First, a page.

Sunday, December 30, 2012

The Epic of Mandala: Canto II

Mandala stopped and watched the protest for
A while, and read the signs demanding more:
more social justice and more distribution
Of wealth. Mandala thought, ‘Here’s much confusion.’
“My friends,” he said. “Do you not know that wealth
Can never be distributed? No health
Can be achieved by making sugars fair
In where they’re sent. The brain would whither. Care
Must first be made to understand what you
Must do if you’d achieve your goals. What true
Purpose is it you would achieve? Do you
Want wealth for all, or mere equality?
The first will make unequal and yet free;
The second with spread poverty and each
Must get unequal treatment. Who would teach
The lie that otherwise could be the case?
You’d break some legs so all could win the race?”
The crowd turned angry and began to shout.
“You’d dare defend the rich? You’d best get out
Of here, you racist, sexist, homophobe.”
“I’d love to stay here just so I could probe
The reasoning behind such accusations.
Is that what lies behind these demonstrations?
Your racist, sexist, homophobic thought
Breeds guilt that you project on others. Ought
You spend some time reflecting so that you
Can cure yourself and to yourself be true?”
The crowd began to move toward him, so
Mandala backed away. “It’s time to go.
Your ears are not prepared for truth. I hope
They are one day. But truth is hard to cope
With. May you fail so you’ll succeed. Goodbye.”
Mandala, saddened, left them with their lie.

The crowd continued yelling as he left.
He wondered at his failure, how bereft
Of influence his words had been. He came
To a café and saw inside a claim
Upon his time he always gave: his friend
Matthew was there. Mandala could depend
On him to listen, so he went inside
And sat, invited, by his favorite guide.
Mandala told his friend what happened just
Two blocks away. Matthew said, “Well, I trust
You learned a thing or two. Don’t waste a word
On people who insist that the absurd
Is possible or anything we’d wish.
They are the kind of people who think fish
Are soluble because they wish it so.”
Mandala said, “In truth, I think I know
Why they are out there. Not because of what
Their signs proclaim. I promise that is but
The surface.” “Well, then, tell me why they’re there.
It’s lack of social justice, they declare.”
“They protest so they will not have to think,
And all the while they fear that they will sink
To filling all their time with labor. They
Are both afraid to work and fear a day
Of contemplation lest they face the fact
That playtime’s over and they’ll have to act
And take responsibility for what
They do. They fear their conscience. It will cut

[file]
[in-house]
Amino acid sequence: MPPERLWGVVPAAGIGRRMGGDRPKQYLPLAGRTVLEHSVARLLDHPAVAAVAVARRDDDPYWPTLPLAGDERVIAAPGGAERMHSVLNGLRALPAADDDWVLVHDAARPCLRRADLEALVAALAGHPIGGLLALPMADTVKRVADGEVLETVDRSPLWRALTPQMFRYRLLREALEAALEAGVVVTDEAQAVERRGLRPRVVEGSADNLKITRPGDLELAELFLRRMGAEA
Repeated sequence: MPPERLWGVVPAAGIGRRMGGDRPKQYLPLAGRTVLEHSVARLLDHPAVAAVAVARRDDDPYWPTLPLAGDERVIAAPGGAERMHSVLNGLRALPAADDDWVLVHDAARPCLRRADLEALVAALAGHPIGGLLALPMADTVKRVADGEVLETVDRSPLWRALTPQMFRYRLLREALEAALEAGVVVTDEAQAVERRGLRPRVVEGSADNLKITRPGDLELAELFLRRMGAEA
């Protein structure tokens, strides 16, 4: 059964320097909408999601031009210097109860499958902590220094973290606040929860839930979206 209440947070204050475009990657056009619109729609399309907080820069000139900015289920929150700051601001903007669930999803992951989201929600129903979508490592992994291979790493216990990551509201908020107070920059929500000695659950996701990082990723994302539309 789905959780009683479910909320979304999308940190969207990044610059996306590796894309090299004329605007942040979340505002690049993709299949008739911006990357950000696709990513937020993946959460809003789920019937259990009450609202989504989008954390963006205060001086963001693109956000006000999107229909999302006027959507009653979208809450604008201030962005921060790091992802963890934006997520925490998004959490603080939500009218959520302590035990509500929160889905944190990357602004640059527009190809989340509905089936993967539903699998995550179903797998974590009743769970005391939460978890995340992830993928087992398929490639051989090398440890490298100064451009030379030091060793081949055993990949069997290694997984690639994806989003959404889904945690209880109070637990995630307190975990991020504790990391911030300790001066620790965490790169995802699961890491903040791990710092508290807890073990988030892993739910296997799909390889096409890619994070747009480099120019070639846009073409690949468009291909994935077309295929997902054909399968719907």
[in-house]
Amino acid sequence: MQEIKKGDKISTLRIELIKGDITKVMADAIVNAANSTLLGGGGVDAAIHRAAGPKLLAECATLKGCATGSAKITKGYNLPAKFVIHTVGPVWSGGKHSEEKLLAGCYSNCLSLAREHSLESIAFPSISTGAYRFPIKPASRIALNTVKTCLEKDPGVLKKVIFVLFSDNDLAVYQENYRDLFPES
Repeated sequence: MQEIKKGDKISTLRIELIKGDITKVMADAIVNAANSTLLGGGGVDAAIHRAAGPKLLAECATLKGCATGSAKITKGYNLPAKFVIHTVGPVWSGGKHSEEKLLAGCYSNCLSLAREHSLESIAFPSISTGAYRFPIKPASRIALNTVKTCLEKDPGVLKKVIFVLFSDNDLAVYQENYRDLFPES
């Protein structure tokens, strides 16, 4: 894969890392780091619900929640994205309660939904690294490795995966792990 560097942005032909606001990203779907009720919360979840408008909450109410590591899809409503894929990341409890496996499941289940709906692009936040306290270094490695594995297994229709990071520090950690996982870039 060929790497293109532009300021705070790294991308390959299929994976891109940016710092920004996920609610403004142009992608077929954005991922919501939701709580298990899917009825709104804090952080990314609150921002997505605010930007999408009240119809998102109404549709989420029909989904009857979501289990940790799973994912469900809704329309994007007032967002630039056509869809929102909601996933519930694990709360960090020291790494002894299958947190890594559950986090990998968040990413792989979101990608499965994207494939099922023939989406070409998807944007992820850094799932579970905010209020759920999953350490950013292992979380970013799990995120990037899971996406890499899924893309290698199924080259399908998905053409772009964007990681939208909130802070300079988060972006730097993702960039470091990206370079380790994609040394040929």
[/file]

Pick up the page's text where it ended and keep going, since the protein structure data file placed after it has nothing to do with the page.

The fog of power they’ve been taught to lust
For, let embrace them, until they won’t trust
Each other, let alone one who would dare
To disagree with them – they cannot bear
The thought of being wrong – and thus they break
The natural social bonds, all for the sake
Of making social bonds that they believe
Are better. Why? Who knows? They’re too naïve.
In ignorance they will proclaim their will –
And they’ll use force to make sure we’ll fulfill
Their fever-dream of earthly heaven well,
And do not care their dreams all lead to Hell.”
Then Matthew asked, “You really think they all
Protest because they fear to hear the call
Of consciousness and conscience? That they fear
What leisure and thus thought will make them hear?”
Mandala nodded. “Don’t we fill our days
With work and noise? Our music, T.V. raze
Our thoughts when we won’t give ourselves the time
To think. Instead, we only always chime
In with the crowd and sheepishly declare
Our individuality is there
When all we ever do is go along.
We only ever sing another’s song.”
“You proclaim ‘we’ – do you include yourself?”
“I’m trying hard to get off of that shelf.
But don’t we always just accept most that
We hear? The knowledge which our brains grow fat
Upon was almost all created by
Another – we don’t test it all. Deny
What almost everyone believes is true
And you will find your social life is through.
They’ll treat you like you like to murder, rape –
And all because we are a social ape.
And yet, if we don’t sometimes break away,
It’s human progress that will always pay.”
“And what if you don’t think that we progress?”
“When you deny reality, the mess
Resulting will make you deny the arts
And culture, see just unconnected parts
That have to consciously be organized,
That government is what has harmonized
The social world. Too many think that force
Is needed to keep each man on his course.”

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